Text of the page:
It is a common perception, largely media-driven, that the Chinese are slowly but surely planting their flag across Australia, particularly in the agricultural sector where foreign ownership of Australian land has come under scrutiny in recent years. While Chinese investors and companies are indeed acquiring Australian agricultural land (AAL) at a steady pace, their ownership percentage has been revealed as a comparative side act with the release of The Register of Foreign Ownership of Agricultural Land compiled by the Australian Tax Office.
The results have shown that the United Kingdom leads the ownership percentage with a 7.2% ownership of total Australian agricultural land. Notably, this equates to 52.7% of foreign-owned agricultural land, meaning that of the 13.6% total foreign-owned agricultural land, the UK contributes to over half of the sum. Coming in second is the USA with a 2% hold in AAL, the Netherlands at 0.8%, Singapore at 0.5%, and finally China with an 0.38% ownership of AAL. Ironically, one of the more pressing drivers of the development of the register was concerns over China’s increasing stake in Australian land.
That said, the ranking order would have been significantly different had treasurer Scott Morrison not blocked the sale of Australia’s largest cattle business, S. Kidman and Co., who’s land mass totals 2.5% AAL. The proposed sale for $370 million was to Dakang Australia, who’s largest shareholder is China’s Shanghai Pengxin Group and would have therefore moved China to the 2nd ranking in the Register.
At rank 5, concerns over China’s takeover may seem misplaced. However, reasoning behind the hype may be deduced from the notion that while they may not be owners of as much physical land as the four countries before them, China’s acquisitions could be better placed in the smaller but more lucrative properties of the south as opposed to the large lands of the Top End used for grazing.
While the Register’s stocktake was done between the 1st of July 2015 and February 29th 2016, there have been notable acquisitions this year. Included in the Register is the $280 million sale of the Van Diemen’s Land Company, Australia’s largest dairy farm to Chinese firm Moon Lake Investments. Furthermore, Westchester Group of Australia (US-owned) paid $35 million in April for three properties totalling 5000ha and 7500 mega litres of water licences at Goondiwindi, on the QLD-NSW border. China’s Union Agriculture also has been active recently, paying $11 million for the 5260ha Kyabra Station at Tamworth to add to its NSW portfolio. These are just some examples of the acquisitions of AAL that continue to occur, with an increase over the last two years of foreign ownership that had 11% of agricultural land being foreign owned in 2014 compared to the 13.6% in 2016.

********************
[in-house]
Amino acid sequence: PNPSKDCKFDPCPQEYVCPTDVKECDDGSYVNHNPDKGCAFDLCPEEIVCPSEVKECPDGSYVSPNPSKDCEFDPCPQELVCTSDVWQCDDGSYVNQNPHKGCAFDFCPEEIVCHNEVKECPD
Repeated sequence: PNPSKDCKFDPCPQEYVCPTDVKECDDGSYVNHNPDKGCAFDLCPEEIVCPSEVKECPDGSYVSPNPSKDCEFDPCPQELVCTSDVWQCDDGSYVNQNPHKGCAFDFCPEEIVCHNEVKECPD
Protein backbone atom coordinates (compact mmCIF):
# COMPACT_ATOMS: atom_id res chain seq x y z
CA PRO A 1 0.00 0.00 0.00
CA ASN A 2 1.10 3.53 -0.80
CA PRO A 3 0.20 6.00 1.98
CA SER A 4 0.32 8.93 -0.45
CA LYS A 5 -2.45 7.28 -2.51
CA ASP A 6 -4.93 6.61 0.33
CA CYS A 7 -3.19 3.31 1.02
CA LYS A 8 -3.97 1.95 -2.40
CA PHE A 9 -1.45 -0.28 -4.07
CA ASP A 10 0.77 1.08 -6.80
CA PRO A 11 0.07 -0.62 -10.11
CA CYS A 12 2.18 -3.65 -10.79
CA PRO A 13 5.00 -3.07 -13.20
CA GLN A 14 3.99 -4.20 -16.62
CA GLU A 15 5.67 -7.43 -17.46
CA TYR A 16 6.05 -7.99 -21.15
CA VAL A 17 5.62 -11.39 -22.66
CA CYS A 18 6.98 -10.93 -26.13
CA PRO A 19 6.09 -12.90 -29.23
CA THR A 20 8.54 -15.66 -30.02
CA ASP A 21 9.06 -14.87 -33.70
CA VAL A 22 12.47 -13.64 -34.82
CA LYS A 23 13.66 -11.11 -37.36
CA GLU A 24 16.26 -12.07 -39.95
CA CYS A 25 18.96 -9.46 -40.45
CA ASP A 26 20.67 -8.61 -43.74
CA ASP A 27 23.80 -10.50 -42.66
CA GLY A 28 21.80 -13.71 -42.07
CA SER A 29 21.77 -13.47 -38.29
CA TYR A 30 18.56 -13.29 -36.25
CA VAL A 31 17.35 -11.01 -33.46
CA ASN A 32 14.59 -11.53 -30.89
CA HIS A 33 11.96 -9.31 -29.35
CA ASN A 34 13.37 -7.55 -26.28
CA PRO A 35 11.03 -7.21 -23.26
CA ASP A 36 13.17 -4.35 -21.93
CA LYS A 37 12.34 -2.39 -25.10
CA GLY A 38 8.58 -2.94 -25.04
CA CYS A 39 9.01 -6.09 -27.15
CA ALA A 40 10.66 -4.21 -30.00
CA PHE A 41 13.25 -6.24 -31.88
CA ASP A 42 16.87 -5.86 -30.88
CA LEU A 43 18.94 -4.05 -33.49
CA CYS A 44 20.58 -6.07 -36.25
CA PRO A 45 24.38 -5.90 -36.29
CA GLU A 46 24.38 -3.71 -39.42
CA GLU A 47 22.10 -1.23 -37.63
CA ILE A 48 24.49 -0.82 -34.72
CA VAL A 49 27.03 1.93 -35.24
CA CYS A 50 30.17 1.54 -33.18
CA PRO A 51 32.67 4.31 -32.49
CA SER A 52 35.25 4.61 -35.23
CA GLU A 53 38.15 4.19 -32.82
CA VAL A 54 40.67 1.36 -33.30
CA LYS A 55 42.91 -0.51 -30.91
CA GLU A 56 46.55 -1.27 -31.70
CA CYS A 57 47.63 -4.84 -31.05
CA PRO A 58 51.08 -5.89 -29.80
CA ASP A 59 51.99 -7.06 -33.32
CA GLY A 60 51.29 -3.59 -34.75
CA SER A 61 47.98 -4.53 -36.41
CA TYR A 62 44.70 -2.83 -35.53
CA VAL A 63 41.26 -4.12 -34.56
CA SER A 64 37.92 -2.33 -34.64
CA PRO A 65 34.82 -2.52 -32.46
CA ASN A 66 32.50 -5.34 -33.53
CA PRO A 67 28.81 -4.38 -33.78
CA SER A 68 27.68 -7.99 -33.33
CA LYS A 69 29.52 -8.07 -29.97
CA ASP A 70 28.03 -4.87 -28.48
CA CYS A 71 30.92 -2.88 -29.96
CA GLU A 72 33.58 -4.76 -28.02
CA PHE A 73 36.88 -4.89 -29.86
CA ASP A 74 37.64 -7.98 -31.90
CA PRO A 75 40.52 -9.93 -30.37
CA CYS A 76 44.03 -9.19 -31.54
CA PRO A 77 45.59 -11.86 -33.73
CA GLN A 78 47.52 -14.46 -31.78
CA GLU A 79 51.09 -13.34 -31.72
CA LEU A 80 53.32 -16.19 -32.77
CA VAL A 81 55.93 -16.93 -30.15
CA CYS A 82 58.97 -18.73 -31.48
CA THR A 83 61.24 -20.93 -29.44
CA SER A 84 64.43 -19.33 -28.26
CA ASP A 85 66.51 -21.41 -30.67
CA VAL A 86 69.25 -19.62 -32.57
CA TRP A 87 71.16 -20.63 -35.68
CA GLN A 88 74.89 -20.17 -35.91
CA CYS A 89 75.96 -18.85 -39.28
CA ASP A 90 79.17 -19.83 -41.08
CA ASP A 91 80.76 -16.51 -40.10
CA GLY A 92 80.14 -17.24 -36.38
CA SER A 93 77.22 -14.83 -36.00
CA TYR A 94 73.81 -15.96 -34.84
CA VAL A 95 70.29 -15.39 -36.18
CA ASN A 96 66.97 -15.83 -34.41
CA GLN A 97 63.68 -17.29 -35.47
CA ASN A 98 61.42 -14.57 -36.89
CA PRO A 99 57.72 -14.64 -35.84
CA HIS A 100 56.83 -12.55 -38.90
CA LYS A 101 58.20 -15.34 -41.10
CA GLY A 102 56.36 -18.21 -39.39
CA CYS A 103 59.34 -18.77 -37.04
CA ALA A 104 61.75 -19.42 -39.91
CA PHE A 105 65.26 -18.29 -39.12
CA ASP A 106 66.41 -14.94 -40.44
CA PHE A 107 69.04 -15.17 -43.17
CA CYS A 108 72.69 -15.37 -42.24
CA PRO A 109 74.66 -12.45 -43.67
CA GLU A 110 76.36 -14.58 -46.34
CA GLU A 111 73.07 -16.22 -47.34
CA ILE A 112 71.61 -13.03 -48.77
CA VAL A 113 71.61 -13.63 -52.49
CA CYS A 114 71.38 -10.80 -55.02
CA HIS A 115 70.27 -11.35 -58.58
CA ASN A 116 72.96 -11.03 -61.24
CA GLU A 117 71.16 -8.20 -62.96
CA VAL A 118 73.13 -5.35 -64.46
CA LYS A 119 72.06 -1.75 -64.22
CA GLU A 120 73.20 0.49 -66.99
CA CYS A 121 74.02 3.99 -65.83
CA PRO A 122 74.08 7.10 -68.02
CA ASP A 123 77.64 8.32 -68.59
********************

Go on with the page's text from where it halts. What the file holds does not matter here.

Complaints of foreign ownership have derived largely from a combination of a misunderstanding of the situation and a resulting rise in patriotism. As stated by Victorian Farmers Federation vice president David Jochinke, “sometimes we get tripped up on the word ‘foreign’… and it really detracts from the real game of agriculture and what agriculture needs.” In fact, foreign investment is essentially a necessary factor in almost any economy as noted by Alan Bowman, chairman of Australian superannuation fund Prime Super, maintaining that “generally speaking to grow this country we need to external investment in every field.”
Misunderstood by opposition to foreign investment is the fact that it contributes to the growth of the economy, productivity and creates jobs. Whether a supporter or opposed to foreign investment in agricultural land, it is safe to say Australia will never again see a country that is 100% Australian owned and simply from an economic standpoint, it can be summed up by Scott Morrison’s comment that “we cannot afford to risk our economic future by engaging in protectionism.”